Goldman noted that Nucor’s recent outperformance implies that there is less upside in the future, whereas U.S. Steel’s push to reduce carbon emissions will most likely hurt its cash flow.
“Our positive outlook was driven by rising HRC prices driving margin expansion, the company’s financial strength underpinning both a strong capital returns program and the capacity for growth to further drive margin expansion in periods of normalized steel prices. While our positive outlook on these drivers has not changed, we believe they are more accurately reflected in the current stock price,” Chieng said of Nucor.
Goldman slashed its Nucor price target to $108 per share from $123 per share, and its U.S. Steel target to $21 per share from $34 per share. The new targets are 9.4 percent higher and 6.4 percent lower than where the stocks closed on Tuesday.
However, the firm is not bearish on all steel stocks. Cleveland-Cliffs was upgraded to buy from neutral by Chieng, who cited the company’s upcoming contract negotiations with automakers.
These stocks could drag your portfolio
Brent crude oil rose above $81 per barrel for the first time since October 2018, while West Texas Intermediate crude rose above $78 per barrel, reaching its highest level since 2014. The increase came as OPEC and its allies agreed to stick to their plan of gradual output increases, despite growing concerns that demand is outstripping supply.
As economies reopen and consumers return to the road, demand for petroleum products has recovered. Simultaneously, supply has remained constrained. While Hurricane Ida knocked some production in the Gulf of Mexico offline, US producers have been slow to return barrels to the market.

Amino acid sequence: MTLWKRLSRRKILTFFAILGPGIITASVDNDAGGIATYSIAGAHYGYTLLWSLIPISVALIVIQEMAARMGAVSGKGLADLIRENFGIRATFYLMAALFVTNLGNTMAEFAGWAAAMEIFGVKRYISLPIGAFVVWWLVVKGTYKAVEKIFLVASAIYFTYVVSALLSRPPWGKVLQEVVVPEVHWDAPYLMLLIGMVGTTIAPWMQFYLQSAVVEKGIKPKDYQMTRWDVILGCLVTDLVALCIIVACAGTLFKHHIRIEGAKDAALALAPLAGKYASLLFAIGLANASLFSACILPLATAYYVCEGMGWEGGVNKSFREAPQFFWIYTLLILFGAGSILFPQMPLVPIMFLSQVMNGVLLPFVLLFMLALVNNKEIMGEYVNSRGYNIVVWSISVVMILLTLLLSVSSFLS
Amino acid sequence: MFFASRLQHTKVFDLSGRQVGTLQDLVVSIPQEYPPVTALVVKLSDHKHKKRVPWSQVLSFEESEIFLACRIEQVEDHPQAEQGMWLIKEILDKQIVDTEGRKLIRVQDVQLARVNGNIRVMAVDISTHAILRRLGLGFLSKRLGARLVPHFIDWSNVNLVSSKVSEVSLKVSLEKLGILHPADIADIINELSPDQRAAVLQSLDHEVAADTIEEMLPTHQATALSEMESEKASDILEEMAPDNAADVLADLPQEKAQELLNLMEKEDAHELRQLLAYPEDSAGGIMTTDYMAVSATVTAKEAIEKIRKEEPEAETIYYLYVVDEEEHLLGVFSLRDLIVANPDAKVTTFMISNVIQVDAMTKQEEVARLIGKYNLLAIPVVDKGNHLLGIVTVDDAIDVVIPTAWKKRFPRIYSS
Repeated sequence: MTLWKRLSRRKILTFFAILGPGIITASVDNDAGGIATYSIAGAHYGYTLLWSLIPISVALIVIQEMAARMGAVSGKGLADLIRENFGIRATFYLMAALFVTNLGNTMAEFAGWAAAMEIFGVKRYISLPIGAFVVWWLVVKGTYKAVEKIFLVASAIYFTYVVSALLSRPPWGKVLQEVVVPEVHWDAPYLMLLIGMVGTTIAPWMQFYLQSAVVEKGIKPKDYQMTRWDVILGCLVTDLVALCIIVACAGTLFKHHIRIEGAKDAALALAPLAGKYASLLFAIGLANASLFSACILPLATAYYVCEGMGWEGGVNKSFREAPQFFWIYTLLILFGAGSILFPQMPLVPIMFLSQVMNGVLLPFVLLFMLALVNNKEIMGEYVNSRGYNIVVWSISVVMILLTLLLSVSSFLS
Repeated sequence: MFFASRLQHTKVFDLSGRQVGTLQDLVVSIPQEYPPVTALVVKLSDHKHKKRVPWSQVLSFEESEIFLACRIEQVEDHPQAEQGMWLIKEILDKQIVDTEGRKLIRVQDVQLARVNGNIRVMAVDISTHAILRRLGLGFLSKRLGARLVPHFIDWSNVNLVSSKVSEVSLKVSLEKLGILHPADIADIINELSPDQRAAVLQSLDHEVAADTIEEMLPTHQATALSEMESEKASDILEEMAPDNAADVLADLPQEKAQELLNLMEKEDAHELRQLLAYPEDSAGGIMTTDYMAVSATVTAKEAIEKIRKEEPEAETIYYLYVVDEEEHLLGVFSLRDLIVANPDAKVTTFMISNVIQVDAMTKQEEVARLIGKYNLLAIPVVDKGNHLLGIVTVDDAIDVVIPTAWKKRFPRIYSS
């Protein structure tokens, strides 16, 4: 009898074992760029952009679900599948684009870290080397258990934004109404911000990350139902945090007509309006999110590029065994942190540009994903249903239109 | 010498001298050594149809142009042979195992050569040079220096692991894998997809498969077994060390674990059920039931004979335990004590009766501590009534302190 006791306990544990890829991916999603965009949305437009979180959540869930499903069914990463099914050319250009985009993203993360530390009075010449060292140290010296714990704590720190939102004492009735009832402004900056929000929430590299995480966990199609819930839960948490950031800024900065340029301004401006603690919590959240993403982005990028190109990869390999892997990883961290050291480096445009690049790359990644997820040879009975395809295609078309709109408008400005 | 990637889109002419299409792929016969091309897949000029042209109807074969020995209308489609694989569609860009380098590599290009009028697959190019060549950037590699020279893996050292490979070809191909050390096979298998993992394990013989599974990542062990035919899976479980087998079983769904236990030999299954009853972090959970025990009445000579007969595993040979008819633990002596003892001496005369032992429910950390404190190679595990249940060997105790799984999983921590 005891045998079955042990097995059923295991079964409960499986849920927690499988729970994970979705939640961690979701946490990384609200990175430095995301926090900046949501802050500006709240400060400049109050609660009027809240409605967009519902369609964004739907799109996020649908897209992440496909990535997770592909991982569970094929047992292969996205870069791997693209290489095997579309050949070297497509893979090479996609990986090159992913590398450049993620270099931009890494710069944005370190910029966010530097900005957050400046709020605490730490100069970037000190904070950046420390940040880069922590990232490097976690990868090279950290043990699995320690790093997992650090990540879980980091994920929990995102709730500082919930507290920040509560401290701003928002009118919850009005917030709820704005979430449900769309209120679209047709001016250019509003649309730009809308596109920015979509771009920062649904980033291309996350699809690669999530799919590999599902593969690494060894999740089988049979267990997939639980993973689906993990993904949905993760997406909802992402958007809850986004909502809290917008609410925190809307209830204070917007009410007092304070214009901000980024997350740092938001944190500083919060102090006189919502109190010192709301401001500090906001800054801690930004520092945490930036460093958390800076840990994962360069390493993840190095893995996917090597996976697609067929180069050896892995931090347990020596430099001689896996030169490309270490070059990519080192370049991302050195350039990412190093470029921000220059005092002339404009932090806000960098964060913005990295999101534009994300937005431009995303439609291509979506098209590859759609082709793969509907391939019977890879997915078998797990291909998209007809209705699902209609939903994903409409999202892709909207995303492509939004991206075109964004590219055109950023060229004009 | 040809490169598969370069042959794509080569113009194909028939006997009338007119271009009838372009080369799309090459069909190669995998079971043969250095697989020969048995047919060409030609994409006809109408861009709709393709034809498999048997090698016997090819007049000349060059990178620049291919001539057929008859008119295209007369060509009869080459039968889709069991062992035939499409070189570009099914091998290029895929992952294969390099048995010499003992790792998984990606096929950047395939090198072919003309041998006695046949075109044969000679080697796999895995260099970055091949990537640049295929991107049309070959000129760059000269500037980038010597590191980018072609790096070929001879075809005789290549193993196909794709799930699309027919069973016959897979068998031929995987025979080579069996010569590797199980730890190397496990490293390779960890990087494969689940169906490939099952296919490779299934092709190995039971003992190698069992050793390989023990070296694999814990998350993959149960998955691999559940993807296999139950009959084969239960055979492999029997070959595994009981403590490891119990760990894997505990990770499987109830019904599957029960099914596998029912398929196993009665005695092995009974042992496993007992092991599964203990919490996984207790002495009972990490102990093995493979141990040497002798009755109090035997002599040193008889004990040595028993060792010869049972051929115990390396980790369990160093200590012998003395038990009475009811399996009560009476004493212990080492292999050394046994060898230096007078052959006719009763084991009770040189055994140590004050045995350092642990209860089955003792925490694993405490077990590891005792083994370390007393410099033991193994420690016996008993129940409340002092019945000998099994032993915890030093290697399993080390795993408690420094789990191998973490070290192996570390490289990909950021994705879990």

“Higher oil prices are a tailwind to Energy EPS but a headwind to non-Energy sectors that use oil as an input or are sensitive to consumer spending,” Goldman wrote in a client note.
With this in mind, the firm compiled a list of companies that are vulnerable to rising crude prices. Each of the companies on the list has at least 15% of its total cost of goods sold leveraged to oil and oil derivatives.
Murphy USA, a retail gas station, tops the list with 81 percent of its input costs exposed to oil, followed by Avient Corp. and Casey’s General Stores at 70 percent. Other companies on the list include Eastman Chemical, Sherwin-Williams, and Allegiant Travel. Not surprisingly, airline companies such as Spirit Airlines, Alaska Airlines, JetBlue, United Airlines, Southwest, American Airlines, and Delta are well represented.